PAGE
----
States to get health care flexibility Clinton task force wants latitude, sources report


WASHINGTON -- The White House task force on health care reform has decided to give states broad flexibility in carrying out reforms, an approach that could create a patchwork of different systems for controlling costs and stimulating competition, sources said yesterday.

"They want to give the states quite a lot of latitude in implementing this thing," said one source familiar with the work of the administration's task force on health care reform.

A White House official would not confirm or deny this and cautioned that the task force would not complete its work before May 1.

Beginning this past weekend, the task force has begun to shorten the list of options that President Clinton will consider.

States would have flexibility in achieving two major administration reform goals: the establishment of annual, state-by-state limits on health care spending and the development of a so-called "managed competition" system of care. Under this system, large numbers of consumers and employers would band together through state-regulated insurance purchasing organizations that would negotiate with private insurers for coverage.

Maryland, for example, could continue using a state agency to control costs by setting hospital rates and perhaps expand it to doctors' fees. Other states might avoid rate-setting, relying on the purchasing power of the cooperatives to control costs.

For doctors and hospitals, the differences from state to state could have a dramatic effect on their fees and could make some states more attractive places to do business than others.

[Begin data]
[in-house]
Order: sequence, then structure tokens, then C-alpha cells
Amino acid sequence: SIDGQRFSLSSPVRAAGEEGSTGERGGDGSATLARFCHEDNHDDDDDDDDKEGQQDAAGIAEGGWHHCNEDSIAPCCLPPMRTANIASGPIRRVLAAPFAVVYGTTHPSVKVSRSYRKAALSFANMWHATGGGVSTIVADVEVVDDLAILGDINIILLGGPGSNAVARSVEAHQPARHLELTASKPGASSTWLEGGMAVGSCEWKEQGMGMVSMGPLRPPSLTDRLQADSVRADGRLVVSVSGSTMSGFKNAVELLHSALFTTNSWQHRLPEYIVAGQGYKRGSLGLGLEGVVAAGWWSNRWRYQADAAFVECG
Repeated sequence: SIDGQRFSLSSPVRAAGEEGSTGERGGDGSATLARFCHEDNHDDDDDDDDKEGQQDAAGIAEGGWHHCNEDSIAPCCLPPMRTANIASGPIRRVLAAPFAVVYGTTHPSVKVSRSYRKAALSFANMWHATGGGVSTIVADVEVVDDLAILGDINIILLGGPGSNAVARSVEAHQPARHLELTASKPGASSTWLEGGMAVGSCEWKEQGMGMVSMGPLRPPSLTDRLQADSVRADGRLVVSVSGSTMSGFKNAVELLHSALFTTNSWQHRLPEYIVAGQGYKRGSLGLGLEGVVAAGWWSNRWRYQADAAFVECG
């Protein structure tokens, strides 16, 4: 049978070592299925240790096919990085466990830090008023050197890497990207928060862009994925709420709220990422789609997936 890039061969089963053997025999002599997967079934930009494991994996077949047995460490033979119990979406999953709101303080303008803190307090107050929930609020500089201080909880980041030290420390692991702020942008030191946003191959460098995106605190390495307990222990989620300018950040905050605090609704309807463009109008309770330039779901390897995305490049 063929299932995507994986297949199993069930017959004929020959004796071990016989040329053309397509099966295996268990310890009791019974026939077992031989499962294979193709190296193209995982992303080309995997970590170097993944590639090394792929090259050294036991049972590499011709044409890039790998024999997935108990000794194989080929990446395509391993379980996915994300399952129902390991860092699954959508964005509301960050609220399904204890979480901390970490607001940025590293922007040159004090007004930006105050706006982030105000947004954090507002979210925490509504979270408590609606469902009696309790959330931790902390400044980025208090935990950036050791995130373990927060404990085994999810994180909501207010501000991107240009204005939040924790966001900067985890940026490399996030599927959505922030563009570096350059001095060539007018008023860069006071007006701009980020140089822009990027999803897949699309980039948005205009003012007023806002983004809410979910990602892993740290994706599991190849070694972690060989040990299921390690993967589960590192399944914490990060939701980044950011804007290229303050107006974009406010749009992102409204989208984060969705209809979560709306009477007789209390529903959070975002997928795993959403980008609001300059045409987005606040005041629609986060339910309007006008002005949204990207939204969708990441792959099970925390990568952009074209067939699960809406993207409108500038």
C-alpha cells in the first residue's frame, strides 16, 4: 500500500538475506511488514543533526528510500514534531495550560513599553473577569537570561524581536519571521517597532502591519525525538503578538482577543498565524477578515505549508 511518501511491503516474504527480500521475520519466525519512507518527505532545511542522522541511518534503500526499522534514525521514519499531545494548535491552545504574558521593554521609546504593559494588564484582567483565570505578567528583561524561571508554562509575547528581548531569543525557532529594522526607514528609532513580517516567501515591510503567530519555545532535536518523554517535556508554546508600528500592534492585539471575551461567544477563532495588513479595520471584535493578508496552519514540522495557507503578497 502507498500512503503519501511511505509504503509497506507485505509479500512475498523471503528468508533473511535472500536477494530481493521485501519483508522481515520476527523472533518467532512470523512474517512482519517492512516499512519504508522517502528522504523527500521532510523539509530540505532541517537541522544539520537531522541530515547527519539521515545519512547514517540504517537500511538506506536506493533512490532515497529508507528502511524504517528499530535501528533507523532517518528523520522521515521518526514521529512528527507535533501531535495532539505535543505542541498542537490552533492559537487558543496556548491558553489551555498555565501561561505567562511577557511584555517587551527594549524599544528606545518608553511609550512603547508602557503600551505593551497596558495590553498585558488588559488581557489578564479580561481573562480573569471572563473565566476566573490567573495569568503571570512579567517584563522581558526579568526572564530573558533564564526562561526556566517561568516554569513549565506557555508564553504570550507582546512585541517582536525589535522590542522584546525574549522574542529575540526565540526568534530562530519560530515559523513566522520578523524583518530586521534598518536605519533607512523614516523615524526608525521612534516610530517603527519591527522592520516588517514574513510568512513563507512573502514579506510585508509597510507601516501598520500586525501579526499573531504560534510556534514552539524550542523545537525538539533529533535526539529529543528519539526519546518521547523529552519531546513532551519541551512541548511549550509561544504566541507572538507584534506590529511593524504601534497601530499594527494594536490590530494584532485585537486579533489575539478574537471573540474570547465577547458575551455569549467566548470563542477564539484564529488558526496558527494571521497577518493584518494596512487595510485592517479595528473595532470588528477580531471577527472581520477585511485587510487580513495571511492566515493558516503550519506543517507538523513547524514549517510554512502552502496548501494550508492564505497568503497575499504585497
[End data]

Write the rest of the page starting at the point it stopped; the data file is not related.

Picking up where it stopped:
One thing that wouldn't change from one state to another, however, would be the basic health benefits package guaranteed to each American under the administration's plan.

The flexibility for states would carry a price -- strict accountability. Sources said the administration was leaning toward setting firm budgets on health care for each state, with the provision that the federal government could step in with cost controls when states exceeded their budgets. That could prove controversial among some governors.

It's not surprising that Mr. Clinton would give states flexibility. He told the National Governors' Association last month that he would authorize more waivers from federal regulations so that states could experiment with their programs. About two dozen states, including Maryland, have acted on their own to reform health care.

Last week, the administration announced that Oregon could go ahead with a controversial expansion of Medicaid, the health program for the poor, which would extend coverage to more people but ultimately result in some rationing of care.

It's more surprising that the flexibility might extend to the purchasing cooperatives, a core element of the administration's reform plans. While details remain to be determined, states could choose to set up these cooperatives as nonprofit, independent institutions, for example, or as branches of state government.

Some people advising the administration on health care reform oppose giving states such broad freedom. They advocate a stricter federal regulatory role, fearing that some states might mishandle their responsibility to restrain spending and to assure adequate services for all citizens.

But South Dakota Gov. George S. Mickelson said yesterday he saw no alternative to flexibility.

"Every state has different priorities," he said.

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